Re: [opendaylight-dev] [opendaylight.org #8922] [linuxfoundation.org #8922] System Test after code push in a top upstream project
Actually, I think this would be better solved by staging the artifacts for the downstream build(s), which quickly brings you to managing a continuous delivery pipeline -- this sort of validation is a typical example of a gate.
Mathieu, you mentioned you had a prototype, correct?
Also, preventing such changes from verifying while we integrate the system on unreleased snapshots effectively means the APIs are frozen at the time we introduce SNAPSHOT version bump, e.g. upstream projects may not change APIs incompatibly in their development cycle!
On 01/21/2015 07:39 AM, Luis Gomez via RT wrote:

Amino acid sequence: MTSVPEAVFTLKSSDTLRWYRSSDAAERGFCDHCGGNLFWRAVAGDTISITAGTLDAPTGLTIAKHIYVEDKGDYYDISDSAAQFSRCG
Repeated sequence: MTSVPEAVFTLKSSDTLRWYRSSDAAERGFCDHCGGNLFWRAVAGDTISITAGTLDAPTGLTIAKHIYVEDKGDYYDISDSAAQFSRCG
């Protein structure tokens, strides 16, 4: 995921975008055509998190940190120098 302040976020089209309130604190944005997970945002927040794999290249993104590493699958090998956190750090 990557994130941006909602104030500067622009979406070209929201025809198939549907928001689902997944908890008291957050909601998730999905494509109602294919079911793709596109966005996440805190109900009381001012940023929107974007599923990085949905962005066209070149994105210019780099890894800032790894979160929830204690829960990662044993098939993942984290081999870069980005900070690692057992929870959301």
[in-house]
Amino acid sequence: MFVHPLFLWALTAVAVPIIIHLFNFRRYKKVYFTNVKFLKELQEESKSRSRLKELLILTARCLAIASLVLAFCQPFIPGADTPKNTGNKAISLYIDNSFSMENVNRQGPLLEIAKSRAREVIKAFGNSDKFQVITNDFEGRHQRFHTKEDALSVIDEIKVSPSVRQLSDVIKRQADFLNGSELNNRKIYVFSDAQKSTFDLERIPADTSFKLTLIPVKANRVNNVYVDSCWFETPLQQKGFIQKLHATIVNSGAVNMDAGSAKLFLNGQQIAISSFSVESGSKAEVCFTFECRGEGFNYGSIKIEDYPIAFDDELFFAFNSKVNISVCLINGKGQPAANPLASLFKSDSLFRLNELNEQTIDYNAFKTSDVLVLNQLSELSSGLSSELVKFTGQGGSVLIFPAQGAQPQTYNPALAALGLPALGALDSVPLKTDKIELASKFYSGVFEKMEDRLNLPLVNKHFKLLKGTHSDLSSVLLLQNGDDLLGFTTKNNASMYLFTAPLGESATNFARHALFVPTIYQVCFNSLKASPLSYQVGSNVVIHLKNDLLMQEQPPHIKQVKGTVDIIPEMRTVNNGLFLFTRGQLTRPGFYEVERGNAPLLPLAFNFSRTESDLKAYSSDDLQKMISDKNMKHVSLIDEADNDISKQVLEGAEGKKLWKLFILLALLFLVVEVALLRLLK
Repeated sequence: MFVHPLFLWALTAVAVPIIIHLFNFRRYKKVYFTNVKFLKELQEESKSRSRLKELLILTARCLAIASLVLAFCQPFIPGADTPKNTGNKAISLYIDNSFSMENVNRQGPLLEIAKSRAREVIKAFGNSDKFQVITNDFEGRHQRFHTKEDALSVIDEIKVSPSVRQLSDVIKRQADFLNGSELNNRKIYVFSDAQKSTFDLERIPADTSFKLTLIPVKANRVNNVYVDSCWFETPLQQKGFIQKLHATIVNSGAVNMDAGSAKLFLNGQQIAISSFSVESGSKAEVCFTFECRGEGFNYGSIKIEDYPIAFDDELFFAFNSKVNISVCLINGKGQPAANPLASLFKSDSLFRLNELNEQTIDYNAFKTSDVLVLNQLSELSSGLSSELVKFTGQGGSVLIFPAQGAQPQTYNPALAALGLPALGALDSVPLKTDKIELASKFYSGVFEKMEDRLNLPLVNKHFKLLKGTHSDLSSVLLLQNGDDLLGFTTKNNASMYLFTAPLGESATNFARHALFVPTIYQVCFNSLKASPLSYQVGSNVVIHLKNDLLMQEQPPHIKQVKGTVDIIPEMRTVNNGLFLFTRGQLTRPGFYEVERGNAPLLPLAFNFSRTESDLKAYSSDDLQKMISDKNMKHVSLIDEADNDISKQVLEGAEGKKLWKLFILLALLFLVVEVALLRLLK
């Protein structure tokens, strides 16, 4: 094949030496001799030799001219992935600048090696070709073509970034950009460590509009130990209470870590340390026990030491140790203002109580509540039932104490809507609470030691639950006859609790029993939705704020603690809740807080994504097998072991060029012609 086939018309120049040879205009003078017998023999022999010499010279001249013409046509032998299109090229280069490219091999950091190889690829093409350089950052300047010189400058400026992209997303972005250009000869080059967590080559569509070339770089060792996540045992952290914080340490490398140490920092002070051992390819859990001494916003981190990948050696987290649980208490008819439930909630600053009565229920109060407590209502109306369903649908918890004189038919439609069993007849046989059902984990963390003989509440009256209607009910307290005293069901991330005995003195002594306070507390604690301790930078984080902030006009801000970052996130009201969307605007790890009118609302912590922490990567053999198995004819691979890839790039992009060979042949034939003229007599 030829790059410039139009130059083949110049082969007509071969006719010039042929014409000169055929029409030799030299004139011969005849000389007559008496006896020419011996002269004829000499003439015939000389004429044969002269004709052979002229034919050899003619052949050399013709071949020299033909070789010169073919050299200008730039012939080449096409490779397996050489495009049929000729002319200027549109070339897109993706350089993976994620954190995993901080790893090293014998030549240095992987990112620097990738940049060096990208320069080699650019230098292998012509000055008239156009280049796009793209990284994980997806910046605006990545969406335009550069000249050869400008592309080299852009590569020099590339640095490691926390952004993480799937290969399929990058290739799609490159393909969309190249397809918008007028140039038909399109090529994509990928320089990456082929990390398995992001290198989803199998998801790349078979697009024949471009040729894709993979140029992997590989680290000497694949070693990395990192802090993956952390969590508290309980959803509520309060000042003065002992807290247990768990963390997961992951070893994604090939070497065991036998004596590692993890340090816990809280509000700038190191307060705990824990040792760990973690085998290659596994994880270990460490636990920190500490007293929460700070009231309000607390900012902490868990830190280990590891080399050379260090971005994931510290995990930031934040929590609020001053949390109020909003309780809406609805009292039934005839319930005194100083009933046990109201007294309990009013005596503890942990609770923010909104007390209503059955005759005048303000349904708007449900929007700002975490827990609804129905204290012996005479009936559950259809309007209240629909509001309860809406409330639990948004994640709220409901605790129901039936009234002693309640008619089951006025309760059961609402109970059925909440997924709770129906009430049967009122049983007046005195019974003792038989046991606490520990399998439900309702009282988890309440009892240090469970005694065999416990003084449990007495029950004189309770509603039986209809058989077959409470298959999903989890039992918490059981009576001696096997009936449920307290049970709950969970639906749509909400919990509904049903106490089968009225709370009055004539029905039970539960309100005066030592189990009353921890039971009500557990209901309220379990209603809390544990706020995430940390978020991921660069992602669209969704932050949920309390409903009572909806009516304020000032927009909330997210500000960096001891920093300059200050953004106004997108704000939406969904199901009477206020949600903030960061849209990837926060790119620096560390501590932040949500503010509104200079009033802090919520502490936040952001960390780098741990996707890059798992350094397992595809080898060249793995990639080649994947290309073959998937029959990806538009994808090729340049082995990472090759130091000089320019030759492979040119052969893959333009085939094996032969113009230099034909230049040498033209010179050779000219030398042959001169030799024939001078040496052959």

Hi Andy and Thanh, I just realized there is something important we need to address with high priority: to be able to trigger a system test after code push (verify job) in a top upstream projects like odlparent, yangtools or controller. The challenges: - We do not store artifacts in Nexus after code push - We cannot build a distribution within these projects, that will break the dependency chain One idea I just got: would it be possible to add some automation after the verify build (in same verify job) that: 1) Downloads the latest integration karaf distribution (jenkins or nexus) 2) Unzips the distribution and copies the verify job generated artifacts in ~/.m2 folder to the distribution ~/system folder 3) zips the distribution and stores it in jenkins 4) Triggers a system test job passing the jenkins link for the just created distribution Is this feasible? any other idea to make this happen? BR/LuisOn Jan 19, 2015, at 2:44 PM, Andrew Grimberg via RT <helpdesk@...> wrote: On Mon, 2015-01-19 at 22:32 +0000, Ed Warnicke via RT wrote:I think you are correct that pretty much all projects should name odlparent as a dependency. The other reason that this came up was because of a very very unusual java erasure issue that caused us to need to rebuild downstream projects. It was a weird one, because the source code of the upstream method had not changed, and but because of how the erasures were resolved, the binaries downstream did not recognize it until rebuilt.In any case, the request to be have a downstream project trigger an upstream project to rebuild would essentially cause an infinite chained reaction loop of a downstream project rebuilding because the upstream project rebuilt which would then trigger the upstream project to rebuild... loop and repeat. Which is my way of saying, the initial request isn't feasible ;) -Andy- -- Andrew J Grimberg Systems Administrator The Linux Foundation <Mail Attachment>